I am currently working in Seattle, having relocated from Chile on an L-1B visa.
Can I change my L-1B visa to an H-1B with a different company? My understanding is that L visas are restricted to working only with the issuing company.
— Charming Chilean
Congrats on taking the first step in seeking out new opportunities—and thanks for including me on your journey!
Yes, you are correct: L visas for intracompany transferees enable you to work only for the company that sponsored you for the visa. Your L-1B visa only allows you to work only for the company that sponsored you for the visa (and a Blanket L petition can be issued for a whole family of companies with shared ownership and control). Take a listen to my recent chat with my colleague Nadia Zaidi, an expert in immigration law for startups and creators, about L visas to learn more.
All nonimmigrant work visas including the L-1B visa for intracompany specialized knowledge transferees require you to have a job offer and an employer sponsor, and your visa is tied to your job with that employer. The short answer to your question is yes, you can take a new job with a different company that is willing to sponsor you for an H-1B specialty occupation visa or other work visas.
It’s great that you’re looking to make this change now before filing fees for the H-1B and other work visas substantially increase! The U.S. Department of Homeland Security, which oversees U.S. Citizenship and Immigration Services (USCIS), has proposed increasing fees for the L-1, H-1B, and most other nonimmigrant visas and green cards, as well as increasing the premium processing time from 15 calendar days to 15 business days. Under the proposal, the registration fee for the H-1B lottery would increase to $215 from just $10, and the H-1B filing fee would increase to $780 from $460. DHS, which asserts that these increases are necessary to reduce processing times and eliminate backlogs, will accept public comments on this proposed rule through March 6, 2023, and I urge you to let DHS know how these changes might affect your ability to change jobs.
Now, let me drill deeper into the H-1B and other work visas for you to consider as you begin your job search and talk with prospective employers.
The H-1B Process
The H-1B specialty occupation visa requires a beneficiary to have at least a bachelor’s degree and specialized knowledge in a specific field. If you do not have a bachelor’s degree, you can count every three years of work experience as one year of academic study in a related field. Because the number of H-1B visas available each year is capped at 85,000 (65,000 for individuals with a bachelor’s or higher degree and 20,000 for individuals with a master’s degree or higher degree) and demand far exceeds the supply of H-1Bs, U.S. Citizenship, and Immigration Services (USCIS) holds an annual random lottery to select the individuals whose employers can apply for an H-1B.
The annual H-1B lottery is fast approaching in March. To participate in the lottery, you will need to have a job offer for a specialty occupation position from a company that is willing to sponsor you for an H-1B. The H-1B lottery process begins when a company registers you online for the lottery when the registration period opens in March. The electronic registration period generally stays open for a few weeks, and by the end of March, USCIS will notify the employers whose H-1B candidates have been selected in the random lottery.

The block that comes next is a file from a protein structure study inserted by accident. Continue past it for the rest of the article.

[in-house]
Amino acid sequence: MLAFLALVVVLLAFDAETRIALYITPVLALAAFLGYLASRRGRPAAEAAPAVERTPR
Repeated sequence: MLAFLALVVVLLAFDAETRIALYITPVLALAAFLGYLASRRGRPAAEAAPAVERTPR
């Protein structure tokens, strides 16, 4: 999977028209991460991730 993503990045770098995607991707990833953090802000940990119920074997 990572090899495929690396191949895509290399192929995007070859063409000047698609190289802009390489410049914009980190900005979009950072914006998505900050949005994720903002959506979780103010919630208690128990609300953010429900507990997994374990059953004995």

Those employers who are notified that their candidate was selected will then have until June 30, 2023, to file a Labor Condition Application (LCA) for certification by the U.S. Department of Labor and then a full H-1B application to USCIS on behalf of the candidate.
The earliest date you can begin working for that employer on the H-1B, if approved, will be October 1, 2023—the first day of the new federal fiscal year. The maximum stay on an H-1B visa is six years: an initial stay of three years and one extension of three years. If you’re currently on L-1B and in the U.S. and seeking a change of status to H-1B through the lottery, then you will need to ensure that you are maintaining valid status until the H-1B takes effect on October 1st.
The H-1B is a dual intent visa, which means that it is a non-immigrant visa that you can hold with “immigrant intent.” In other words, you can apply for a green card to remain permanently in the U.S. Your employer can sponsor you for a green card, usually through PERM, or you can apply for either an EB-1A extraordinary ability green card or an EB-2 NIW (National Interest Waiver) green card on your own.
If you aren’t selected in the H-1B lottery, talk to your prospective employer about sponsoring you for an H-1B1 visa.
Like the H-1B, the H-1B1 is a nonimmigrant specialty occupation visa earmarked for citizens of Chile and Singapore, thanks to trade agreements between the United States and those two countries. Each year, the number of H-1B1 visas is capped at 1,400 for Chileans and 5,400 for Singaporeans, which are set aside from the 65,000 H-1Bs reserved for bachelor’s degree holders and are rarely—if ever—reached. Unlike the H-1B visa, the H-1B1 allows only a one-year initial stay. It is a nonimmigrant intent visa. The H-1B1 can be extended indefinitely in one-year increments as long as you can demonstrate to immigration officials that you do not intend to stay permanently in the United States, such as showing you retain a residence abroad. Your employer can continue to enter you in the annual H-1B lottery until you’re selected. 🙂
You’ve got this!
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